I was pretty impressed with Barack Obama’s speech. It struck me as unusually direct, realistic, intellectual, and mature. I’m not sure that will keep Fox News from showing Jeremiah Wright 24/7, as Obama himself more or less worried aloud, or that this won’t kill him in the general. (I’m inclined to think McCain would beat him in any case.) But it does make me think a bit more highly of him. I am extremely cynical about politics, but I do think rare, exemplary leadership can matter a great deal culturally. So, despite my cynicism, I think Obama did do something today to make the American discussion of race more frank and intelligent, which is pretty important, whether or not he goes on to the White House.
I was especially struck by Obama’s explicit use of the the idea of zero-sum games, and the way themes of positive- and zero-sumness were woven throughout the speech, always serving Obama’s rhetorical aim, but often undercutting his underlying moral message.
… in an era of stagnant wages and global competition, opportunity comes to be seen as a zero sum game, in which your dreams come at my expense. So when they are told to bus their children to a school across town; when they hear that an African American is getting an advantage in landing a good job or a spot in a good college because of an injustice that they themselves never committed; when they’re told that their fears about crime in urban neighborhoods are somehow prejudiced, resentment builds over time.
This could have come straight out of Benjamin Friedman’s The Moral Consequences of Economic Growth. And Obama’s right. The key to social amity is the sense that neither individuals nor groups succeed at the expense of others. What I have always liked about Obama (and what Paul Krugman appears to hate) is that he sees the America not as a system of antagonisms defined along race or class lines, but as a fundamentally cooperative venture for mutual advantage. What I have never liked about Obama is his apparent failure to grasp how certain kinds of market institutions promote precisely the kind of positive-sumness he is rightly looking for — a point I articulated here nearly three years ago. And I have always been struck by his rhetorically resourceful but intellectually bankrupt failure to apply the same logic of mutuality beyond our borders. So it is that he ends up saying, after denouncing the politics of superficial divisiveness (i.e., playing clips of a ranting Jeremiah Wright on TV):
This time we want to talk about the shuttered mills that once provided a decent life for men and women of every race, and the homes for sale that once belonged to Americans from every religion, every region, every walk of life. This time we want to talk about the fact that the real problem is not that someone who doesn’t look like you might take your job; it’s that the corporation you work for will ship it overseas for nothing more than a profit.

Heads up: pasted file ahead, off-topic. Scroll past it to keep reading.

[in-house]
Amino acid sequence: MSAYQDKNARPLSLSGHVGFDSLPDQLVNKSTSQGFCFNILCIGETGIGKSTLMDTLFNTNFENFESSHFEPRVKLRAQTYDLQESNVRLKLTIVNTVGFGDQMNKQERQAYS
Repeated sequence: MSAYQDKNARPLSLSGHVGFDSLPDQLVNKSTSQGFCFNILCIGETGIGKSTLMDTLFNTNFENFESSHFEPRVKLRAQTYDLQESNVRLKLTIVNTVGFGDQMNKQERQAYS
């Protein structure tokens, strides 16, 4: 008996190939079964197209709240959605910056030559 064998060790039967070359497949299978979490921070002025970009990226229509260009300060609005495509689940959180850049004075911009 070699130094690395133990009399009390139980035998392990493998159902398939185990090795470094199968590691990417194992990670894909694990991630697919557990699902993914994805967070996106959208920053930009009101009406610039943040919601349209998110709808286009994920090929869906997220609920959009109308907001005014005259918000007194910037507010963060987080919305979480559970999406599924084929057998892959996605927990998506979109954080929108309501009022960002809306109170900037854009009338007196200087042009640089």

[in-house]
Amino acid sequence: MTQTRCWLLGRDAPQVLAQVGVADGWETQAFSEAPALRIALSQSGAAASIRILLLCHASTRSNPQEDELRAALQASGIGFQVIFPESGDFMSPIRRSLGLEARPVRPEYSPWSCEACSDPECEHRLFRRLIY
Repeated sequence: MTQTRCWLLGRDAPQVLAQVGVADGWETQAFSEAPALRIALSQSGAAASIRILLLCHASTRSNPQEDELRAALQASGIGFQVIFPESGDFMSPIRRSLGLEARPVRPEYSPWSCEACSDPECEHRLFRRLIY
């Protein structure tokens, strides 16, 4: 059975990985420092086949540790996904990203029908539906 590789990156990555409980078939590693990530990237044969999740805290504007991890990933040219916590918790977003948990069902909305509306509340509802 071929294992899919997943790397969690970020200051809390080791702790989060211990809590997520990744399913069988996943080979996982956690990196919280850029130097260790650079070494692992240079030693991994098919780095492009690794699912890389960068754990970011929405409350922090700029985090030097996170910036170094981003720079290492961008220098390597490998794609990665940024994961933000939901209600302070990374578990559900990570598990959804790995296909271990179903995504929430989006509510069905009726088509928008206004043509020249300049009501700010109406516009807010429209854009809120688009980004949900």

This time we want to talk about the men and women of every color and creed who serve together, and fight together, and bleed together under the same proud flag.
This is a tactic as old as time. Unify factions against a common threat. But it stinks.
Obama says the real problem is not that an American of a different ethnic background might take your job (that was the context), but that a non-American might. But let’s not dwell on that Mexican, Canadian, or Chinese guy who gets that job. Who cares about them? Well, if you think it for a second, you might care. So let’s try to remove from our thoughts the very real, yet non-American people who often gain immensely from outsourcing and pin it on all corporations. Well, Obama can’t have it both ways. It matters not to the individual American whether she has lost her job to someone in South Dakota, where it is cheaper to do business, or to someone in a whole different country. It matters not to the individual American whether he has lost his job to father of four in India or a new robot arm in North Carolina. In attacking offshore outsourcing Obama encourages in one breathe the zero-sum mentality he condemns in another. It may be possible to induce a spell of internal cooperation by framing it as part an external conflict, but it can’t last. By threatening growth, protectionism encourages internal conflict over the division of a smaller pie. As Obama evidently knows, that’s when racial lines are the most salient, when divisive zero-sum thinking prevails.
I’m convinced that Obama holds himself to a higher moral standard than the typical politician, and think that this speech was proof of that. But he guts his own aspirations when he stops short and preaches conflict at the point where preaching unity is no longer expedient.